Think you’re possibly allergic to carrageenan? You are not alone! It’s been around 3.5 years since my carrageenan allergy diagnosis and since that initial post is still getting a ton of questions from readers I thought it was time for a little update. I’ve done a few other blog posts on carrageenan in makeup and carrageenan in skin care since that’s also a big concern. This is a tricky food allergy to get under control but it is possible! I’m sharing my experience to hopefully help others live under less stress from it.
And for the important disclaimer, please do not take my carrageenan allergy experience as medical advice. Please visit a doctor or allergist for professional care.
Have you had an allergic reactions to carrageenan since?
Now that I know what food I’m allergic to, my allergic reactions to carrageenan are few and far between. I’ve had a couple surprise severe reactions while I’ve been traveling. I had one allergic episode in Taipei when I ate a red bean soup dessert included with a prix fixe meal. Given the language barrier, this was unavoidable. Also when I was in New Zealand, I learned that some countries use abbreviations for preservatives, emulsifiers, and thickeners on nutritional fact labelling. Carrageenan is listed as E407 in ingredient lists. This labeling convention is also potentially used in Australia, the European Union, and other countries.
In restaurants, this rare food allergy is not always so easy to communicate. I’m considering making a wallet size food allergy card, and translating it in a few commonly spoken languages. That way staff can take it to the kitchen to cross check with the chefs and ingredient lists.
What are your allergic reactions to carrageenan like?
While my allergic reactions to carrageenan are less frequent, they are still terrifying because they arise in varying intensities of anaphylaxis. Symptoms start with my eyes itching, and because I’m a contact lens wearer this is sometimes hard to distinguish from normal irritation. It feels just like irritation from airborne allergens like dust getting in your eye. Once I know it’s not contact lens or dust irritation, I will immediately take Benadryl (diphenhydramine) to help cease the reaction.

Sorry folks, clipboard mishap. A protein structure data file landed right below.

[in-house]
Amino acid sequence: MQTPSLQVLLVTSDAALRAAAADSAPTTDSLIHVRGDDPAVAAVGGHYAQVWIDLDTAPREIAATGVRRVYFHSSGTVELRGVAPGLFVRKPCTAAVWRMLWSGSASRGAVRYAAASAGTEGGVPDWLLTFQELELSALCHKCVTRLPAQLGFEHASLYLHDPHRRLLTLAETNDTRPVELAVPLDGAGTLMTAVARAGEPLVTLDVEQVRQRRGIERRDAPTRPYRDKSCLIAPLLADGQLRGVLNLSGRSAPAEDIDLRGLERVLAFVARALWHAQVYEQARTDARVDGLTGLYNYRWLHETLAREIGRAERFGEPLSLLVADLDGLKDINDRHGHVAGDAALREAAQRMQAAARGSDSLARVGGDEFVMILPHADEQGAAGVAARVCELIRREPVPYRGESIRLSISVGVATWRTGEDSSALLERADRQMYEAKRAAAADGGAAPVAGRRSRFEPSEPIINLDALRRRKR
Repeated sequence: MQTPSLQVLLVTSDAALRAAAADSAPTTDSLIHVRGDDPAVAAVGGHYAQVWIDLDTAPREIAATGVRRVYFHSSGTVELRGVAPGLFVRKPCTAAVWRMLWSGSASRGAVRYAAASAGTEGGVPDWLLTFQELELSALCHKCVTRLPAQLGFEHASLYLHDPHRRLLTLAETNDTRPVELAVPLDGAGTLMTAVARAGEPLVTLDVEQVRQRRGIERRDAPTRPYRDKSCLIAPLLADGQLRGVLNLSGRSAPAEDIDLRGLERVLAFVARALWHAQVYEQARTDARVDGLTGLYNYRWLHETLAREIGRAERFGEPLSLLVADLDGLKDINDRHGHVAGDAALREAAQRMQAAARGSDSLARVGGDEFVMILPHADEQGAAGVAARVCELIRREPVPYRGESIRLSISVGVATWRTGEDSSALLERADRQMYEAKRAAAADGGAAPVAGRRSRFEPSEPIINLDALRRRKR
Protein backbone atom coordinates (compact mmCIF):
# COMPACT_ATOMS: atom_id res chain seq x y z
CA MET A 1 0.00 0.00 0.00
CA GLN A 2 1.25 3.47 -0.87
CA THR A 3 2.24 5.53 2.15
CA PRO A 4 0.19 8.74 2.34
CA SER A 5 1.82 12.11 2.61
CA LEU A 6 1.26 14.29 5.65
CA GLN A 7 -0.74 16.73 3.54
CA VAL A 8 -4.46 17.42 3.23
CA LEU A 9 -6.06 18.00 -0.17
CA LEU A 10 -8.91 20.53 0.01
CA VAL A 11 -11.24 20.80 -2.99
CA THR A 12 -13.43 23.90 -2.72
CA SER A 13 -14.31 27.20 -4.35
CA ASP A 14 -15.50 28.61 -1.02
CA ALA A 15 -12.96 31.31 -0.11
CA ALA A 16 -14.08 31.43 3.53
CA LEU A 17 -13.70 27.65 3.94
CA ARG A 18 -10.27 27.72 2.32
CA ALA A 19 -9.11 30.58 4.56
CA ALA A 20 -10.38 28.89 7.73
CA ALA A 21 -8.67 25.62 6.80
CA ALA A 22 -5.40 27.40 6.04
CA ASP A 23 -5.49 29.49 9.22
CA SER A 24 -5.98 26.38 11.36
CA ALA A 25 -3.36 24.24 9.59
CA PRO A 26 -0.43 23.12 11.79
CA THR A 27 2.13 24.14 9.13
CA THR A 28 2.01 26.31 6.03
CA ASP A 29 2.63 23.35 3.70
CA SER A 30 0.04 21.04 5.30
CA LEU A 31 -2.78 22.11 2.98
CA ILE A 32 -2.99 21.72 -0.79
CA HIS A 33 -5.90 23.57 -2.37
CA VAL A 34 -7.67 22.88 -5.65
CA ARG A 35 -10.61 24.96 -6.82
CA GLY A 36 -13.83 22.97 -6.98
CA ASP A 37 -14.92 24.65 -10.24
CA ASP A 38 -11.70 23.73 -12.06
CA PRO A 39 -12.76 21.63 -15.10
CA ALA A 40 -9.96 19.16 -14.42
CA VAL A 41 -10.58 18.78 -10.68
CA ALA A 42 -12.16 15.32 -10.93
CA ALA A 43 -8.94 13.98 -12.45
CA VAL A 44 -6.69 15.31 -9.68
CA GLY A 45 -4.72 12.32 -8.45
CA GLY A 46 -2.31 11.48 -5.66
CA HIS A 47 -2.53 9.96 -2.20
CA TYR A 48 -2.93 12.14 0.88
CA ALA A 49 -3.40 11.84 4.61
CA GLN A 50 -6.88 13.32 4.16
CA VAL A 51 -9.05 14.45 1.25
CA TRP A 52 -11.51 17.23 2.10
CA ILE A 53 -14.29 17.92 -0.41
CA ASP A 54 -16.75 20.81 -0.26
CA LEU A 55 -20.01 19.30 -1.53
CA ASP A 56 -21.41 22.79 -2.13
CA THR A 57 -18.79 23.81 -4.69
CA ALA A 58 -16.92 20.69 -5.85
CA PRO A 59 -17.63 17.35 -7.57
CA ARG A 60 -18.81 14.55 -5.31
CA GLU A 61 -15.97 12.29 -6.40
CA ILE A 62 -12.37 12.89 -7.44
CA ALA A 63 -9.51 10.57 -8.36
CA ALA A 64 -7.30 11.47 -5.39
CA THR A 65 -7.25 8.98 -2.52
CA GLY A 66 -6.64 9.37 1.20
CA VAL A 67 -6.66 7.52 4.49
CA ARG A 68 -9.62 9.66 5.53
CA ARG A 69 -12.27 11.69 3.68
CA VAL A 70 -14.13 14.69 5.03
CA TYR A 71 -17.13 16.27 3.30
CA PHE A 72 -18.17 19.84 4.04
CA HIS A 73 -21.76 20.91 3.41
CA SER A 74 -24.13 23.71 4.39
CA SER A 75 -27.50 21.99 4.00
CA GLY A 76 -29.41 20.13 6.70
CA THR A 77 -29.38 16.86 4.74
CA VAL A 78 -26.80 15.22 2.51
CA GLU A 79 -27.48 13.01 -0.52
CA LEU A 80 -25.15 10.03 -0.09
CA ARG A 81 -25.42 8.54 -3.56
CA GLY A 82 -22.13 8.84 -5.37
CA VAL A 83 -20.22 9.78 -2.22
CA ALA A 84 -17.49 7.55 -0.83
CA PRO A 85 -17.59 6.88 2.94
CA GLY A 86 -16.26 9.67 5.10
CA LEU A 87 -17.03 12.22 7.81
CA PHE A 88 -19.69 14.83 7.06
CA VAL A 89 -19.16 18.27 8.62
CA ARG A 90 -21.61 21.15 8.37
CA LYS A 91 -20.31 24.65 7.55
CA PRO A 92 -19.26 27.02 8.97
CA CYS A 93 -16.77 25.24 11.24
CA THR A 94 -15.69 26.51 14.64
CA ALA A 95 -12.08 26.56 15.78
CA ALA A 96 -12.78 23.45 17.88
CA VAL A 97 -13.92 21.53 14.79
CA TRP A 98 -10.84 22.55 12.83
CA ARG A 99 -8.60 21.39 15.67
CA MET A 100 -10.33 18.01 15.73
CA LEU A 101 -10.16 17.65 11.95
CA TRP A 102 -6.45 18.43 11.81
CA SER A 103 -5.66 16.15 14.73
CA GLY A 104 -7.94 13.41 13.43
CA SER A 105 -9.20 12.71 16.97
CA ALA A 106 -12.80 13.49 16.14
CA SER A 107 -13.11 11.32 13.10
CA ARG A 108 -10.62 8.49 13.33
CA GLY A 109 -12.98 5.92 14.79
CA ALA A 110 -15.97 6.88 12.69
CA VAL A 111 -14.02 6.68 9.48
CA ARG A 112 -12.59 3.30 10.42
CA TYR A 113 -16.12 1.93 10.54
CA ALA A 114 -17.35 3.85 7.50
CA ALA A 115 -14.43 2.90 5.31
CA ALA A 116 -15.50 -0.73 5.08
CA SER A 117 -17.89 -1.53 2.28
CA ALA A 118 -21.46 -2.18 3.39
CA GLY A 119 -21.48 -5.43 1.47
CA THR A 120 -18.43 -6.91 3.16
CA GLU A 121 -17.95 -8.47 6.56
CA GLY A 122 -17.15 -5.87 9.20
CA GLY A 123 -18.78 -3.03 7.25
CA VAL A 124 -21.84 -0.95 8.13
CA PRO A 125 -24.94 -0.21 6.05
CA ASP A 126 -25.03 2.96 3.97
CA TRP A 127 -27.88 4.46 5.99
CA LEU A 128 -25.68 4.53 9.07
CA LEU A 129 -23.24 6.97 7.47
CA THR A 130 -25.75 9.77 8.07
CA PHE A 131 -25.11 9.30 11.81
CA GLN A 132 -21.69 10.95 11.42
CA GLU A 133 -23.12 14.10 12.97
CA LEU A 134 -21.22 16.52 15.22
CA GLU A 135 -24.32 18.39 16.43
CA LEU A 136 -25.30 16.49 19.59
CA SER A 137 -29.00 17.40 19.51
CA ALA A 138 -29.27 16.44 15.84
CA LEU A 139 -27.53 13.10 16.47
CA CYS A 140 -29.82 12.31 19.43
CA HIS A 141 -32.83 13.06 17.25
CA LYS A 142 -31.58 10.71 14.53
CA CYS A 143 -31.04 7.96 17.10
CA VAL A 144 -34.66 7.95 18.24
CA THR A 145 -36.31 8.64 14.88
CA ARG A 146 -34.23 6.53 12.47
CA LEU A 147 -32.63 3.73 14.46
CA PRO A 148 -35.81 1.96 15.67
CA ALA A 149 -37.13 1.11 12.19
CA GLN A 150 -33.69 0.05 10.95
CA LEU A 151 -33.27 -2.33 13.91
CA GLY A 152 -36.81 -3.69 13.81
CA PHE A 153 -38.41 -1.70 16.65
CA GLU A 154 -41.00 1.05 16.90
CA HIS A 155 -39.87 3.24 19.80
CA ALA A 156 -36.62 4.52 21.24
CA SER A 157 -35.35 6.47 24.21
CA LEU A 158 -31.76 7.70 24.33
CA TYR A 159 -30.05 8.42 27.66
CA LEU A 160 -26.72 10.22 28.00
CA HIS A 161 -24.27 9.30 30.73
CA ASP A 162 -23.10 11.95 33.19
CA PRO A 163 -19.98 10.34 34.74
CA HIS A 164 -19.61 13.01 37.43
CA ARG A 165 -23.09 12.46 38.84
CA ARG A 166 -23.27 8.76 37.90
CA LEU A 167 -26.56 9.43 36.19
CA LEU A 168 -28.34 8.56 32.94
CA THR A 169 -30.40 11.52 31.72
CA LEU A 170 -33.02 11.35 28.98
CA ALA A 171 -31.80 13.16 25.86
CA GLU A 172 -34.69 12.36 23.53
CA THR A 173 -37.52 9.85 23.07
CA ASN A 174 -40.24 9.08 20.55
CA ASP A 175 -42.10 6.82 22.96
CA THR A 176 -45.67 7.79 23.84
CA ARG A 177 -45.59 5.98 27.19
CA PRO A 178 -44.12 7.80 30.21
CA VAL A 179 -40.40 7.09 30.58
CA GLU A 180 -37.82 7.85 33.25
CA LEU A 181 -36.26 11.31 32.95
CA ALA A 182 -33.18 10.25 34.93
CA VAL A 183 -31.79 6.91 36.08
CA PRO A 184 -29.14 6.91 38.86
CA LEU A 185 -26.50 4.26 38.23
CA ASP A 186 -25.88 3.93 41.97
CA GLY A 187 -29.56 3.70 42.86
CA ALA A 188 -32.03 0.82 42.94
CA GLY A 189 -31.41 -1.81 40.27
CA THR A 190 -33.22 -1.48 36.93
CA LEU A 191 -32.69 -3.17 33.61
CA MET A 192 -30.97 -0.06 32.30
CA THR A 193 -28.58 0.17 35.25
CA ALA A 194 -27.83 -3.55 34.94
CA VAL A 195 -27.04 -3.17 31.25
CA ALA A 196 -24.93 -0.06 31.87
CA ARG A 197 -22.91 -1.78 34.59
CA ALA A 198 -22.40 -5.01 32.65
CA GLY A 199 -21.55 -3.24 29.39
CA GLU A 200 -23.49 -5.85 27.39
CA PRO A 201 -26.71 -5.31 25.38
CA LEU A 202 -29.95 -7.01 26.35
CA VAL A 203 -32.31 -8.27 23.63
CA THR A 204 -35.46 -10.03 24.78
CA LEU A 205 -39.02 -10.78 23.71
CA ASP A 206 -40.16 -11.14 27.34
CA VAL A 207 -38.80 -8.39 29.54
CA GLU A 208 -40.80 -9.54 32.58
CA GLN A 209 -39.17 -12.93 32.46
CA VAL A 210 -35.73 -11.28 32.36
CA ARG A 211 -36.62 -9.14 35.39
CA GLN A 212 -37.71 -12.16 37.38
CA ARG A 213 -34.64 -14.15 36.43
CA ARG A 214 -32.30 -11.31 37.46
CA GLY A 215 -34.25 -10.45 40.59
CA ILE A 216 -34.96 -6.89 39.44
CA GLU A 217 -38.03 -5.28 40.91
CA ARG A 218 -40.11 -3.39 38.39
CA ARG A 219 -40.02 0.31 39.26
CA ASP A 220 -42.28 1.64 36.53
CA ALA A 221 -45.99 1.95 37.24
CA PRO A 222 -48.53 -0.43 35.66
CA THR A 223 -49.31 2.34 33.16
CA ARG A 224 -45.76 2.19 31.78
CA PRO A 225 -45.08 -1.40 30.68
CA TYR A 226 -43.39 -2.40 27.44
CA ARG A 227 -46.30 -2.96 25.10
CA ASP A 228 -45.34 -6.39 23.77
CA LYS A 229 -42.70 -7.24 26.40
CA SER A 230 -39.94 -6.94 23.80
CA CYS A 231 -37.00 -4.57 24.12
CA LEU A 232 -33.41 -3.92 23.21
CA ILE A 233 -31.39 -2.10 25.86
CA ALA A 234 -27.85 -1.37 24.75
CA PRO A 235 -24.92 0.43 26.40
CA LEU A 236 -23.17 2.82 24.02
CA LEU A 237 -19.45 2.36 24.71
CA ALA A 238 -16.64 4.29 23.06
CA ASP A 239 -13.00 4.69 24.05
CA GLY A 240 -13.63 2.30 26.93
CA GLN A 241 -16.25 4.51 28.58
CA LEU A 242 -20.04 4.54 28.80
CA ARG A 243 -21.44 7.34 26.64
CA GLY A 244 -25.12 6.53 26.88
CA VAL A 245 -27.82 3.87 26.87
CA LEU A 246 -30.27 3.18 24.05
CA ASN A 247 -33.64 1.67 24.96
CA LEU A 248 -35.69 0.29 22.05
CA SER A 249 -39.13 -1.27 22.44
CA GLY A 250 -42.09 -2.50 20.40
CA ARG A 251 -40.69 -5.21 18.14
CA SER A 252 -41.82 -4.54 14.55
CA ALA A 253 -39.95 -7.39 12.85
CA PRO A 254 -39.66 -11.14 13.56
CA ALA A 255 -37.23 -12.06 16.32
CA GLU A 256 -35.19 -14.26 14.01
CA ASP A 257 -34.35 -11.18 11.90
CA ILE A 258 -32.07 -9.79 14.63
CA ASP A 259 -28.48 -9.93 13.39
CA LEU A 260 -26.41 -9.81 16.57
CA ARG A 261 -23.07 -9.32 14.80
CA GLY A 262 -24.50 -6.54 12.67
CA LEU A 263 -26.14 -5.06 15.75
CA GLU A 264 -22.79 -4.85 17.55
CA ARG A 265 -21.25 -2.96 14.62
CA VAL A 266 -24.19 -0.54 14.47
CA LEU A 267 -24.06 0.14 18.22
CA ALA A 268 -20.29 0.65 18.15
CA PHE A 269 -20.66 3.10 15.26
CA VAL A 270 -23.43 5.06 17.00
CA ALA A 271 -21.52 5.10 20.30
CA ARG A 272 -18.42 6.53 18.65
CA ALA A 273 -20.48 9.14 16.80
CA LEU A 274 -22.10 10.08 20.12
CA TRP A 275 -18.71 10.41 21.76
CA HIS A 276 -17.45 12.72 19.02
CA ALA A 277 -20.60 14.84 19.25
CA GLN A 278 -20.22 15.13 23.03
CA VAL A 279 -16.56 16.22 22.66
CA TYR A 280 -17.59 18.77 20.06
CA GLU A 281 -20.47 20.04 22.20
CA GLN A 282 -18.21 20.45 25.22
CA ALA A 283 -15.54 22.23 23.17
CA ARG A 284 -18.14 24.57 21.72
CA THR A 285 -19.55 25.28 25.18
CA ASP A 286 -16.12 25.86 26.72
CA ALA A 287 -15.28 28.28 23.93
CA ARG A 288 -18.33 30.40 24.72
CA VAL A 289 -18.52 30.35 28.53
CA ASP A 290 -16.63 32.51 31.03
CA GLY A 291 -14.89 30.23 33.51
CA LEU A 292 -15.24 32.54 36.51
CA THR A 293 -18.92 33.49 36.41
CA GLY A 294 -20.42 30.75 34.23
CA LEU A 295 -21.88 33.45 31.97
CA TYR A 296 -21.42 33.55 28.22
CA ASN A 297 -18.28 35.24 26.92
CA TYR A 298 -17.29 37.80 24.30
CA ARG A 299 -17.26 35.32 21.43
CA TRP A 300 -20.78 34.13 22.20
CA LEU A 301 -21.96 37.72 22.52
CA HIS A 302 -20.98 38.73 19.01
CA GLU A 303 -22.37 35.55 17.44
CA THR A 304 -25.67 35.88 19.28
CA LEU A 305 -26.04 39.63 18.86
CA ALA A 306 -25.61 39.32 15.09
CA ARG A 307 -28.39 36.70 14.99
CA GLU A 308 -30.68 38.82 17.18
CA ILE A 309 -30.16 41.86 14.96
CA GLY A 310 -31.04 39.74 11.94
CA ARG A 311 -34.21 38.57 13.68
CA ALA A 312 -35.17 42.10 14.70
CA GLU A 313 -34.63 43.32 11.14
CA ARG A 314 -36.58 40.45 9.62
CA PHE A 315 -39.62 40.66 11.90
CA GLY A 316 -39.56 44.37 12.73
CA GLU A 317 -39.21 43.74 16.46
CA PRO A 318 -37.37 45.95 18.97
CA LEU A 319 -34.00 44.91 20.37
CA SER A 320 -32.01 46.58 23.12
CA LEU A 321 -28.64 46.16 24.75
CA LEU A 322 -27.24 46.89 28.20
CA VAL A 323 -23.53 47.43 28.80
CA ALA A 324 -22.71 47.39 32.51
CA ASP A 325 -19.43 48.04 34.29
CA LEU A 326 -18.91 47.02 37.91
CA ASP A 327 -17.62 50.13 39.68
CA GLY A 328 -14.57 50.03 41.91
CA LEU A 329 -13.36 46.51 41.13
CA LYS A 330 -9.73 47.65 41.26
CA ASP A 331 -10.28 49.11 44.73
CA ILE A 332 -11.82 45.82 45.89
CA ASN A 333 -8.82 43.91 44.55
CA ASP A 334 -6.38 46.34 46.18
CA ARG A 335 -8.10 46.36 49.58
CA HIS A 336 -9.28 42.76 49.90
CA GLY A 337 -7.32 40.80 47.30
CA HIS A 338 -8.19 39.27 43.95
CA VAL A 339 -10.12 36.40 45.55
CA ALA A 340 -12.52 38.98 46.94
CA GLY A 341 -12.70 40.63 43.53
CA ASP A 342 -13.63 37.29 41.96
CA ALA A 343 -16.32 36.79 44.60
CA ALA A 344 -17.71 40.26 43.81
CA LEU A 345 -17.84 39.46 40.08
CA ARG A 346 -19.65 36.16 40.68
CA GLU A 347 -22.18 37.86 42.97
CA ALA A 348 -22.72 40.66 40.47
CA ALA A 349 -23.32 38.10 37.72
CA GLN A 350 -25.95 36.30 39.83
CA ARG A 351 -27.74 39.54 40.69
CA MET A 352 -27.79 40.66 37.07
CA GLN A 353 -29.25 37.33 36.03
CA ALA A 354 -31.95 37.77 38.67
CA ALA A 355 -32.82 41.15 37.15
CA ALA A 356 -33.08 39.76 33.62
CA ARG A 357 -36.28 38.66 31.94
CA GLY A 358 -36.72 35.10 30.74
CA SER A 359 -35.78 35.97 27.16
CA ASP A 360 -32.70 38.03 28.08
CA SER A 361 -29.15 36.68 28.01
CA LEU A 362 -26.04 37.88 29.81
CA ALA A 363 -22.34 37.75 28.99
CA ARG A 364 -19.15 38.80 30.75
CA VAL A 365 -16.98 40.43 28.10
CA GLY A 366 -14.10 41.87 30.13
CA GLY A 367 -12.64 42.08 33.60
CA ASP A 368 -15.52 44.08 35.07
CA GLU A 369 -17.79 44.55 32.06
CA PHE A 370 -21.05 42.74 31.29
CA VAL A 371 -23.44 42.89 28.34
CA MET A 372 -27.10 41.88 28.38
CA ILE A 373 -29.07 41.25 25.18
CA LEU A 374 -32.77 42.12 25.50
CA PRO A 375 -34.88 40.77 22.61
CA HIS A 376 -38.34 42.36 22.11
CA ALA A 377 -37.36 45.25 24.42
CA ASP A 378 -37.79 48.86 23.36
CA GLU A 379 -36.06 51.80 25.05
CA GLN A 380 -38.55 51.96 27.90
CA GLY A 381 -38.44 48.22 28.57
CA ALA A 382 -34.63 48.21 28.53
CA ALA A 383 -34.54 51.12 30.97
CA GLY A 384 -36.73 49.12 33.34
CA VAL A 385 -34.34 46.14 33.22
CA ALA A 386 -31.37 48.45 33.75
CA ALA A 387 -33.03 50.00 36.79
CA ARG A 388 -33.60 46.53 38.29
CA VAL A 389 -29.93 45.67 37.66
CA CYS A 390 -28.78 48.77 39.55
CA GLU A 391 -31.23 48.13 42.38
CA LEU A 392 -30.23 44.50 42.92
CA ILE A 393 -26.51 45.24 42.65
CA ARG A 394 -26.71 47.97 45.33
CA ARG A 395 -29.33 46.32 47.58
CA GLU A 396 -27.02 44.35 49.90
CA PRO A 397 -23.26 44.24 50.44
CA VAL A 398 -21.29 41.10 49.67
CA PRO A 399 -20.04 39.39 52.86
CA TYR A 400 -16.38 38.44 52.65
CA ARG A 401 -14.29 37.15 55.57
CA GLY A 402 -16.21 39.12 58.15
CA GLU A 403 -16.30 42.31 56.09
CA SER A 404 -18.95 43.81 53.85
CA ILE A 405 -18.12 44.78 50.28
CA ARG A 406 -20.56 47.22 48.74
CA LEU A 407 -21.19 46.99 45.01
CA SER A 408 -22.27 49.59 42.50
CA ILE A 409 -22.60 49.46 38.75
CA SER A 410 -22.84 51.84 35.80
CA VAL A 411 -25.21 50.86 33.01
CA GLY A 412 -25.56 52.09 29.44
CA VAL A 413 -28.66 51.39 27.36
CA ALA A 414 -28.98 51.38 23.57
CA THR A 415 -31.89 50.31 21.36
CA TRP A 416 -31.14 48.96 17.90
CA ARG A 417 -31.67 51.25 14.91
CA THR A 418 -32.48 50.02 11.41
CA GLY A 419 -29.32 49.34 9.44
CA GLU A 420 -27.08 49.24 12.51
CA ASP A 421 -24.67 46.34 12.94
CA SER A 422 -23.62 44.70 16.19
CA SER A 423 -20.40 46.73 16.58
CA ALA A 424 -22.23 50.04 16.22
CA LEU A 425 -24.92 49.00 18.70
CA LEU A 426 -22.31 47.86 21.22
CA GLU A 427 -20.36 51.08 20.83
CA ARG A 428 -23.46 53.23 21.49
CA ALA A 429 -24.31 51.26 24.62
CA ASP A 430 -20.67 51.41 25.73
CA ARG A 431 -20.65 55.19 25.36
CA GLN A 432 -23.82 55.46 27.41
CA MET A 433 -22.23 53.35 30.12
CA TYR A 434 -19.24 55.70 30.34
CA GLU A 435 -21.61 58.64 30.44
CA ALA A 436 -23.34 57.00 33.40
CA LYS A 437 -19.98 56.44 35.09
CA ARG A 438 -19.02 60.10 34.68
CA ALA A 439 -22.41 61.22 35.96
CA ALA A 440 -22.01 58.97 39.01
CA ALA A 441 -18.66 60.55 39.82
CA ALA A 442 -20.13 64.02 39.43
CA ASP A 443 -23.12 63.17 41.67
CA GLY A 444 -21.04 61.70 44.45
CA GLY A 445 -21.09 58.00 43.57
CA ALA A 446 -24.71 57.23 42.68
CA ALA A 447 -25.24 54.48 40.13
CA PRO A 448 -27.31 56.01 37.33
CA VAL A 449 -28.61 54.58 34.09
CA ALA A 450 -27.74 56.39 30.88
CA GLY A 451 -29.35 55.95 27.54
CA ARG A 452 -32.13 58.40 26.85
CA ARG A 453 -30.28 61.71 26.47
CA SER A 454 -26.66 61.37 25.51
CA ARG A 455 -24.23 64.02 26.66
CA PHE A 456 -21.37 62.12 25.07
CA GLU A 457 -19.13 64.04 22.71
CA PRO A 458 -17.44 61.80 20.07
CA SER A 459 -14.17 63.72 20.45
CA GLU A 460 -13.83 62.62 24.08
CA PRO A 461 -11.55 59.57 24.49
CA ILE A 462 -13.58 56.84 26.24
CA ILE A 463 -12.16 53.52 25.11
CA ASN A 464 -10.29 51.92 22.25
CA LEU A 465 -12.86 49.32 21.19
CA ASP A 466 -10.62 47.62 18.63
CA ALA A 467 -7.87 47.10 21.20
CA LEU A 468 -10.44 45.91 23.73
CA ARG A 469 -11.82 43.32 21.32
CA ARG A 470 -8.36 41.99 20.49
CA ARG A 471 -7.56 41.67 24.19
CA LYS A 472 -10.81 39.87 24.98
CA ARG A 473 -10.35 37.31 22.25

If the reaction escalates I’ll quickly get sweaty palms and then an itchy throat. Immediately after that my eyelids will start to swell, and sometimes my lips too. Interestingly my eyes will swell at different rates, with my left eye first most of the time. The swelling could potentially close off my vision and airways in a matter of minutes. This is when I enter the anaphylaxis danger zone. At this point I will administer my Epi Pen. I carry two Epi Pens with me at all times in case one is not enough to halt the reaction.
It’s very scary and very real! Thankfully I’ve only had to use an Epi Pen on myself once. I was in NYC on a work trip so I rushed back to my hotel where I could rest safely. I had a family member on FaceTime so they could help me count for a few seconds while I administered the Epi Pen.
Have your eating habits changed much?
At home, no. My grocery shopping hasn’t changed much. Mainly I buy less ice cream now. I also buy less meat products now, like Trader Joe’s deli turkey and Costco rotisserie chicken. Those are both surprisingly pumped with carrageenan! And I no longer buy the protein bars that helped me uncover my allergy diagnosis. Unrelated to the allergy, I intermittent fast and eat mostly low carb now for weight management reasons. Starting with whole food ingredients and cooking from scratch has helped tremendously. That’s the only way I can really guarantee my meals are carrageenan free.
When I go over to family and friends houses for dinner. My family now knows to avoid carrageenan in dishes when making some of our favorite recipes. But if I was at a potluck, I generally know which dishes to avoid. I avoid desserts, creamy dips or dressings, and deli meats. Sometimes I just eat before I go to events or bring a snack in my bag in case there isn’t much I can safely eat.
At restaurants, my eating habits have definitely changed. I no longer order whatever I want. I have to think through what might sneakily contain carrageenan. Since I cook at lot more now, this is easier to reverse engineer in my brain. If I go to fast food restaurant like McDonalds, Taco Bell, Chick Fil-A, Culver’s, and others, I will always look at the ingredient information on their website before ordering. Also letting your server know about your allergy or just making a note with your reservation also helps.
That’s what has changed with my eating habits over the last few years since my diagnosis. I no longer eat in fear, but I’m always cautious and prepared. To see more of what I’m eating and cooking on a daily basis, be sure to follow my food Instagram account @omgfeedmethis. If you have any other questions about living with a carrageenan allergy let me know!